“I don’t like that David Letterman,” a dear friend’s grandma once said to me, “he’s always grimacing.” Though it’s hard to say exactly how many years ago that was—a great many—we can safely assume that Dave himself is now as old as that granny was when she said it.
Letterman, who bids his farewell to television—at least to nightly network television—tonight, wasn’t trying to appeal to grannies, of course, although he was boyish enough (and even at 68, still is) to have little old ladies among his admirers. But NBC and then CBS saw in Dave a galvanic figure with which to lure American youth back to television—“back” because so many, it seemed, had tired or sickened of its artifice, its empty rituals, its slavish slavery to the dollar.
The best one-word summation I’ve ever heard of Letterman’s TV career has nothing to do with grimacing. The word, uttered matter-of-factly by young podcaster Jeff Zuk, is “uncompromised.” Nobody can get through a career in show business, or perhaps even start one, without making compromises— compromising one’s own principles (if one has any), one’s own values, and so on—in the quest to succeed. But David Letterman seems to have accomplished 33 years of trend-setting, mirth-quaking television with many or even most of his original goals intact. They weren’t lofty ideals, maybe, but they were his, and they were wildly refreshing.
“I am not going to wear ‘funny’ hats,” Letterman told me very early in his career, during one of the few interviews he granted me. Okay, he wouldn’t stoop that low to get a laugh. But three decades later, out he came from behind his desk on the CBS Late Show and, boom, dropped his pants (so as not to be upstaged by Alec Baldwin, who’d done the same). Isn’t dropping trou arguably lowlier than donning a wacky hat? It’s all relative. Regardless, we still think of Dave as having stood for something.
Have you noticed more of a fuss is being made over Dave’s departure than was made two decades earlier over the seemingly more epochal retirement of Johnny Carson, master of TV talk shows and Dave’s idol in the business? Traumatizing as it seemed, Johnny’s leaving was not as significant as Dave’s leaving. The stakes seem higher. One old fart wrote that Johnny represented the big-band era and comics like Letterman, Jay Leno, and the even younger crowd now taking over represented the rock revolution. God knows one thing some of us won’t miss are Dave’s panting paeans to bandleader Paul Schaffer and Schaffer’s genuflections to whatever studio musician happened to be sitting in with his band (billed as “The CBS Orchestra,” ha ha—there actually was a CBS Symphony Orchestra once, conducted by Alfred Antonini, student of NBC’s Arturo Toscanini).
But Dave Letterman represents more than a musical mindset. He’s easily as much a pivotal figure as Bob Dylan, who gave one of his seemingly self-parodying performances on Dave’s second-to-last show. Johnny was a “Greatest Generation” living icon, in Tom Brokaw’s term, but Dave was of the Biggest Generation, the Boomers who came along in a historic swarm after, or late in, World War II, and who grew up watching, of course, TV.
Much of what they—or their parents—saw, in the first Golden Age of Television, was “live” drama from New York, then later taped drama “from Television City in Hollywood,” some of it brilliant but all of it adapted from other forms. The great critic Gilbert Seldes marveled that TV storytelling—the live drama anthologies that aired every night in prime time on the three networks—might develop its own aesthetic, its own natural rhythm, its own life-like cadences, all new.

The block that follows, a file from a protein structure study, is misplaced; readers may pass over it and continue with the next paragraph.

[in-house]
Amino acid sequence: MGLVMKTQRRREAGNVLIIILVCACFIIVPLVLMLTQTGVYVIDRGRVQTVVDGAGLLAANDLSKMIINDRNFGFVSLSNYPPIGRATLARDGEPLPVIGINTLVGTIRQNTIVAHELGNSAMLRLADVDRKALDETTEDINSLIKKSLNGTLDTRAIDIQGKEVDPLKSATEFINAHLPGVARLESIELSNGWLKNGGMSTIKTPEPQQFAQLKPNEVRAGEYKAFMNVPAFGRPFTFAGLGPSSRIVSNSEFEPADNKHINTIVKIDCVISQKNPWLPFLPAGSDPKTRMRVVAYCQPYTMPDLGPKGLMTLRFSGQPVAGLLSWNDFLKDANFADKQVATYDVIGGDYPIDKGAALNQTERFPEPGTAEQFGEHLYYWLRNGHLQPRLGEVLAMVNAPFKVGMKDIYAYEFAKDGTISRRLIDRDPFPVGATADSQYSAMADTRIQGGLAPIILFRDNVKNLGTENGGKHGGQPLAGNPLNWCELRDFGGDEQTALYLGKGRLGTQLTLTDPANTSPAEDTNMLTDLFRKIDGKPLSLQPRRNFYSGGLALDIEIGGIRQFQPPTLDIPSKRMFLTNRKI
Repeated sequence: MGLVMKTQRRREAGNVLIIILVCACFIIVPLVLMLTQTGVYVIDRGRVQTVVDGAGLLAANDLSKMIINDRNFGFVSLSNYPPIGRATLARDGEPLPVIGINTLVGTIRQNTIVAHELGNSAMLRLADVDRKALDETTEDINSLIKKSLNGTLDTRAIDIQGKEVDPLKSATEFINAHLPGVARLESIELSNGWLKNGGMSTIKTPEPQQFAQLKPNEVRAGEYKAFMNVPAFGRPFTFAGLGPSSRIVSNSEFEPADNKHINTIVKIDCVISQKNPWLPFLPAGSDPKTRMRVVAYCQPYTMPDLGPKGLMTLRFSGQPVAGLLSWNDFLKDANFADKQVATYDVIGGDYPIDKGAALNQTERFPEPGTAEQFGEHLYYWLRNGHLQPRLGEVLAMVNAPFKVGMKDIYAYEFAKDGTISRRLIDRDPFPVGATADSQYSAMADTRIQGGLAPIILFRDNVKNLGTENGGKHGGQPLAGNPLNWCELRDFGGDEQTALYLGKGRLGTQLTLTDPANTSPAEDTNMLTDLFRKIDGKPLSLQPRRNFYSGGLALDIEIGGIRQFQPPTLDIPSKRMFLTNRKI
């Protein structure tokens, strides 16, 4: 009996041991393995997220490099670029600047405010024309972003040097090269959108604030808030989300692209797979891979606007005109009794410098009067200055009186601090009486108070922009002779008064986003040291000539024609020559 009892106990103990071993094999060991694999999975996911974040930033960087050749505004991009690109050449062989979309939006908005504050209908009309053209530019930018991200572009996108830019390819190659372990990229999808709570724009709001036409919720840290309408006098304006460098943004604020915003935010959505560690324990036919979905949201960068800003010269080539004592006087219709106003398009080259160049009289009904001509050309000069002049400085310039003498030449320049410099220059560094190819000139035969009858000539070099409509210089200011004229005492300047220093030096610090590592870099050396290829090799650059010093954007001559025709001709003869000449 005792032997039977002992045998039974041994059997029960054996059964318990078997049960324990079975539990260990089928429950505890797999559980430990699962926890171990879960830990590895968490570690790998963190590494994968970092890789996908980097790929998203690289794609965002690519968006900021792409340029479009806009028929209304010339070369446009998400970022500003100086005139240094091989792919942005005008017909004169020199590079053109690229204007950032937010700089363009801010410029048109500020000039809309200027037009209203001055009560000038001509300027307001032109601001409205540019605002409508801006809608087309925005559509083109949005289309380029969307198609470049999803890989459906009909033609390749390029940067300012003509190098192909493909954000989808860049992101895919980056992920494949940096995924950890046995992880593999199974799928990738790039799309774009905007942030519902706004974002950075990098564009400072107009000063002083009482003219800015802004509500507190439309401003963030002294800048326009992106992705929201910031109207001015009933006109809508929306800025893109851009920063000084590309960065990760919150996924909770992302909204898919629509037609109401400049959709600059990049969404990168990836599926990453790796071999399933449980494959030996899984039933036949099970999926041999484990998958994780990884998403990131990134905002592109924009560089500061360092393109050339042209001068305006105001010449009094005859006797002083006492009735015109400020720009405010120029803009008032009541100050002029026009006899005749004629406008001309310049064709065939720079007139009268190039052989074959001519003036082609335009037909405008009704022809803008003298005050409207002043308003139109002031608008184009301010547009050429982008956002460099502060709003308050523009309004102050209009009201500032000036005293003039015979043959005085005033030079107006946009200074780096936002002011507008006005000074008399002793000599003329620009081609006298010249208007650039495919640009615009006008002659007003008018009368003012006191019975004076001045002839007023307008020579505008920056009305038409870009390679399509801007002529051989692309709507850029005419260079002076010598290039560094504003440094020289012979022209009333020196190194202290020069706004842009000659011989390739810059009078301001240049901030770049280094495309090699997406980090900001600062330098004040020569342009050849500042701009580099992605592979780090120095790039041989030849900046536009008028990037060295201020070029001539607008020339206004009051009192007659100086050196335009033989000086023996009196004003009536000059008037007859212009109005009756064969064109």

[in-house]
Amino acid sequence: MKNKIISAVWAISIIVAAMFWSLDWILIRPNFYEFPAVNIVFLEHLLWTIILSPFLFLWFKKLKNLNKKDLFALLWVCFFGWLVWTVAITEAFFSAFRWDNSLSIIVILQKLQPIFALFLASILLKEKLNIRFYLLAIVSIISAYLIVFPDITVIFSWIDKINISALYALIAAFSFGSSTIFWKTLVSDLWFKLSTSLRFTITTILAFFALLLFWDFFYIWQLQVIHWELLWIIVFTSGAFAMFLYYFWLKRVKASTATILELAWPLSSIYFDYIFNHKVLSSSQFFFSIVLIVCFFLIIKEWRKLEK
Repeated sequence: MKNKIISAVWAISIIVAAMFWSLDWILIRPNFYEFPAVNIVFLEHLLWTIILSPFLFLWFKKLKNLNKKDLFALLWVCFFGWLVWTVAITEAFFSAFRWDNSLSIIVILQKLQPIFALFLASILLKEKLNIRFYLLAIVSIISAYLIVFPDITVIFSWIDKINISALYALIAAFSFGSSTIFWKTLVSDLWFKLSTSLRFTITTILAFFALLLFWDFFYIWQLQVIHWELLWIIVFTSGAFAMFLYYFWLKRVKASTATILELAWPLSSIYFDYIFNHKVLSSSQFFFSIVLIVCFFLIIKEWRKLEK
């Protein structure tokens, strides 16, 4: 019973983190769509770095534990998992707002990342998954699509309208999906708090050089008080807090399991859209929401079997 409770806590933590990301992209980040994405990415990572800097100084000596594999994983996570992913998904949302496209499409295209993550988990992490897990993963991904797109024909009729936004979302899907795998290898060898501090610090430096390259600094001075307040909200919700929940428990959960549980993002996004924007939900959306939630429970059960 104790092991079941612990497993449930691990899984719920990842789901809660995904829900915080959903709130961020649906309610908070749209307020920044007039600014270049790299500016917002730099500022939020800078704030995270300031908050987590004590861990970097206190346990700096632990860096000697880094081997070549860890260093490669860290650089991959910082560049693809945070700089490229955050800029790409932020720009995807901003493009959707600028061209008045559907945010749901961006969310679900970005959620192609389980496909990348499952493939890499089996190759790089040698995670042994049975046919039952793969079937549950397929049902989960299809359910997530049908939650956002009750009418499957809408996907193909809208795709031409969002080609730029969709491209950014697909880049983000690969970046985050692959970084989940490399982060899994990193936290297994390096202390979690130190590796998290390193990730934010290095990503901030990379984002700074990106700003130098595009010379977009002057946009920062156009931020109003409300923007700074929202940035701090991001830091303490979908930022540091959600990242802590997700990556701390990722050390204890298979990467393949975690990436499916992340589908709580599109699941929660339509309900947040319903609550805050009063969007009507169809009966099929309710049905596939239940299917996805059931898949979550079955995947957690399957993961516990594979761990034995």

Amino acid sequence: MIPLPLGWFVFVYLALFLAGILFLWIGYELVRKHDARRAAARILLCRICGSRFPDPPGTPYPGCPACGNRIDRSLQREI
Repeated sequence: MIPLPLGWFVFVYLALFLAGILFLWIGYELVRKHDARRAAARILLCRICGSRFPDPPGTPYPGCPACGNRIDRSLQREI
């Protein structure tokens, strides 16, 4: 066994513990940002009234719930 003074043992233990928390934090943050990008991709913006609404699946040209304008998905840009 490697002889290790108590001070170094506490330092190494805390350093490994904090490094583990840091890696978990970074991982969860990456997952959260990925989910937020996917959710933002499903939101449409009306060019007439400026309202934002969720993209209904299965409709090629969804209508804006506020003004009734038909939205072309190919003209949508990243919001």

But technology, that bastard, intervened. Filmed shows replaced “live” because they were cheaper and rerunnable. Then videotape, first awkward to edit, became as easily manipulated as film, the final death knell for all those Playhouse 90s and Kraft Theaters, all that adventurous human drama.
Much of what now aired night after night was canned; “canned laughter” became the preferred nickname for artificial or supplemented laughter and applause. Television became a matrix of lies, and the lies kept multiplying.
What David Letterman and the like-minded creative crowd he assembled, including writer and “Stupid Pet Trick” inventor Merrill Markoe and enterprising, sharp-witted director Hal Gurnee (who’d worked with Jack Paar, another Letterman hero) produced from Day One was not a parody of a TV show but what’s been called “anti-television”—an antidote to all the phoniness, much of it carried over from radio, that had prevailed.
The critics who saw (or even still see) what Letterman did as child’s play, mere tomfoolery and prankishness, probably forget that when Orson Welles first walked onto a studio soundstage, presumably one of RKO’s, he is supposed to have said, “This is the biggest electric train set a boy ever had.” No, Letterman was not the Orson Welles of Television, but like Welles he was fascinated with the technology and the trickery it made possible. And he loved standing its cherished contrivances on their heads or turning them inside out.
He broke rules that needed breaking. And when a bit bumbled, or bombed, he had immense reserves of personal charm to fall back on. No, Dave wasn’t our Orson Welles, but he could be our generation’s Jimmy Stewart. He happens to be doing his last show on Stewart’s birthday, and for all his sarcasm (or “irony”) and impudence, he epitomizes some of the qualities that Stewart did—a lanky likability; a Midwestern, guy-next-door ingenuousness; and a seeming enmity to pretentiousness and false piety.
Talk show hosts now have a much larger place in television than they used to. Their shows, while not “live,” are usually taped the same day as they air; they’re more “in the moment” than crime show crap filmed months earlier and edited for maximum kinetic impact. Talk shows are the network flagships that network news divisions used to be. They are re-created each day. And they are very, very personality-dependent.
No matter what the ratings said, Dave Letterman was the Captain of the modern Talk Show fleet. He set the pace, he was talked about the next morning, or he went viral on the damn web.
As has been noted, the current talk show ratings leader, Jimmy Fallon, isn’t a talker. And he, along with producer Lorne Michaels, seem to appreciate what a “talk show” must do in the cybernetic age to survive: keep the “talk” to a minimum. Besides, most of it is just boilerplate jabber anyway about Starr Starlet’s latest movie, opening Friday at a theater or cable channel, or streaming down to a “device,” near you.